No one likes to think about their death. However, planning ahead can help your family avoid unnecessary complications, delay and expense. This may be done through wills, trusts, joint ownership and life insurance. In addition, estate planning today also includes “life” planning through powers of attorney and health care proxies. These enable someone else to act for you in the event you are incapacitated. Understanding the following terms is a good first step towards planning your estate. However, no estate planning steps should be taken without consulting a qualified professional.
- Durable Power of Attorney
- Under a durable power of attorney you may appoint someone else to act for you when you are unable to do so yourself. Reasons to use a durable power of attorney may include mental incapacity or inability to be somewhere when needed. Traditionally powers of attorney expired upon the grantor’s incapacity, but “durable” powers of attorney continue until death.
- Health Care Proxy
- Similar to a power of attorney, through a health care proxy you may appoint someone else to act as your agent – but for medical instead of financial decisions. Unlike a power of attorney, the health care proxy does not take effect until your doctor determines that you are incapable of making decisions for yourself. Before that decision, your agent may not make decisions on your behalf. You may include in your proxy a guideline for your agent to use in making decisions. These may include directions to refuse or remove life support in the event you are in a coma or a vegetative state or to use all efforts to keep you alive, no matter the circumstances.
- Your will is a legally-binding statement of who will receive your property at your death. It also appoints a legal representative to carry out your wishes. The will only covers probate property, not joint property, trust property or life insurance proceeds.
- This is the name for the process in the Probate Court through which the ownership of your assets passes to your heirs. It includes the collection of your assets, the payment of your bills and the distribution of your estate. It only covers what you own outright, not joint property, trust property or life insurance.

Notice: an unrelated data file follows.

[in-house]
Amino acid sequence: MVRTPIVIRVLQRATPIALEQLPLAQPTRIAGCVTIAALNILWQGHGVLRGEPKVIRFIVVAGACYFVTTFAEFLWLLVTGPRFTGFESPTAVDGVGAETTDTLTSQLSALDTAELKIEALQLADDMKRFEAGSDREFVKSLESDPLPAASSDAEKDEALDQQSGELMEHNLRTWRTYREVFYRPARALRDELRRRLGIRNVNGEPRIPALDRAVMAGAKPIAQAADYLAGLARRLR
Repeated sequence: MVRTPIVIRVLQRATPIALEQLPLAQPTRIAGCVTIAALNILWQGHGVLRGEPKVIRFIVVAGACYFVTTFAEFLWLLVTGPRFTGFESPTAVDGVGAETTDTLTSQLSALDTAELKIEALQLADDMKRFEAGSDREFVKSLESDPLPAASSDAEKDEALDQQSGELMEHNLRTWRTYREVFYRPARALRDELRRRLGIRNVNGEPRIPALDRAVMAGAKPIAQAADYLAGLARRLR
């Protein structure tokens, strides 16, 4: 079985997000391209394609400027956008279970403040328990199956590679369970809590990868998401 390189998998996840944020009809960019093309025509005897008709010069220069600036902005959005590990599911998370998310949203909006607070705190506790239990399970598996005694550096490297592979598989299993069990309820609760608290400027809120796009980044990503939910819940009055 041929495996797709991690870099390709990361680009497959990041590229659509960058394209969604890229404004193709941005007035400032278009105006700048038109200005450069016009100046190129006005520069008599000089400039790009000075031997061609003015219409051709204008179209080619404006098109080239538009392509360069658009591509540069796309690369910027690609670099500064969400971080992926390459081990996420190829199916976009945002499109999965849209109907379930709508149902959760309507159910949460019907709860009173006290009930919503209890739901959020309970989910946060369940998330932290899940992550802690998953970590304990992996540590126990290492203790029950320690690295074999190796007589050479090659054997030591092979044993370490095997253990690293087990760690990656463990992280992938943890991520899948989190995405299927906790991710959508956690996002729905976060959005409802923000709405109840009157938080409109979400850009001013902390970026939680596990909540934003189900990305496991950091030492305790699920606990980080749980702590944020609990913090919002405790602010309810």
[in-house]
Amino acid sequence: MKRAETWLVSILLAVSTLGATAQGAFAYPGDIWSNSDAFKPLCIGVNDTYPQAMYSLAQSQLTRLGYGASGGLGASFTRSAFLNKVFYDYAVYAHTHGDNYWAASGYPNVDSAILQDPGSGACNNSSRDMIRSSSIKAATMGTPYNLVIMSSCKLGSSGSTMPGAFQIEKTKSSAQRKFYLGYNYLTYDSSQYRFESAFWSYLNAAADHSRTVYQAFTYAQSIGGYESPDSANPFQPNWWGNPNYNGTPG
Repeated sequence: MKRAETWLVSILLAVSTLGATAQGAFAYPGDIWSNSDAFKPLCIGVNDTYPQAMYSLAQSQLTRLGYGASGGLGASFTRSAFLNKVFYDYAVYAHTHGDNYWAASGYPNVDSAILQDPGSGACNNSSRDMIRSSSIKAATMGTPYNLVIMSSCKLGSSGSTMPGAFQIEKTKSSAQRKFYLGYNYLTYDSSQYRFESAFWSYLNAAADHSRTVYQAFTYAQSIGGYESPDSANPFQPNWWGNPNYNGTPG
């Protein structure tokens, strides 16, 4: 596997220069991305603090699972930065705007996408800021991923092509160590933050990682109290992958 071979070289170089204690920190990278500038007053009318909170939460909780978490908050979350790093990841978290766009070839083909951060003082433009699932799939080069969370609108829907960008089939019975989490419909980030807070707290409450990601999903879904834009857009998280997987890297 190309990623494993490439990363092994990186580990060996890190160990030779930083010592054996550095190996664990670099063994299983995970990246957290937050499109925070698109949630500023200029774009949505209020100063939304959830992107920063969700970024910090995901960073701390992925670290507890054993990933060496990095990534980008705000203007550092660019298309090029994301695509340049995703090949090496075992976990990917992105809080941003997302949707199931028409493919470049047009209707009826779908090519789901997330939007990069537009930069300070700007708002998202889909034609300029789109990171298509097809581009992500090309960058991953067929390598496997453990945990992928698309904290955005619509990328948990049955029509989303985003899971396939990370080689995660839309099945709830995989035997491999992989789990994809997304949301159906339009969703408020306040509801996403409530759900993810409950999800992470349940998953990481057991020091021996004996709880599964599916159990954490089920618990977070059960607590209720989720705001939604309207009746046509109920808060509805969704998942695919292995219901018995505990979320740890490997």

- Estate Tax
- The estate tax applies to both the probate and non-probate property of the individual who has died. For the federal government, the amount free from taxation is currently 5 million dollars. Massachusetts estate taxes are separated out from the federal tax. As a result only individuals with estates in excess of one million dollars will pay a Massachusetts estate tax. Regardless of the size of an estate, there is no estate tax owed when the first spouse dies, assuming that all of the estate is left for the benefit of the surviving spouse.
- A trust is a legal entity under which one person (the “trustee”) holds legal title to property for the benefit of others (known as the “beneficiaries”). The trustee must follow the rules provided in the trust instrument. An irrevocable trust is one that cannot be changed after it has been created. A revocable trust is one that may be changed or rescinded by the person who created it. Trusts are often used for tax planning, to provide for someone who is disabled, or to shelter assets to protect them from creditors or for long-term care planning.
The information provided here is a summary only and does not take into account your individual situation. Please contact me at North Shore Elder Law & Estate Planning to learn more about the estate planning process.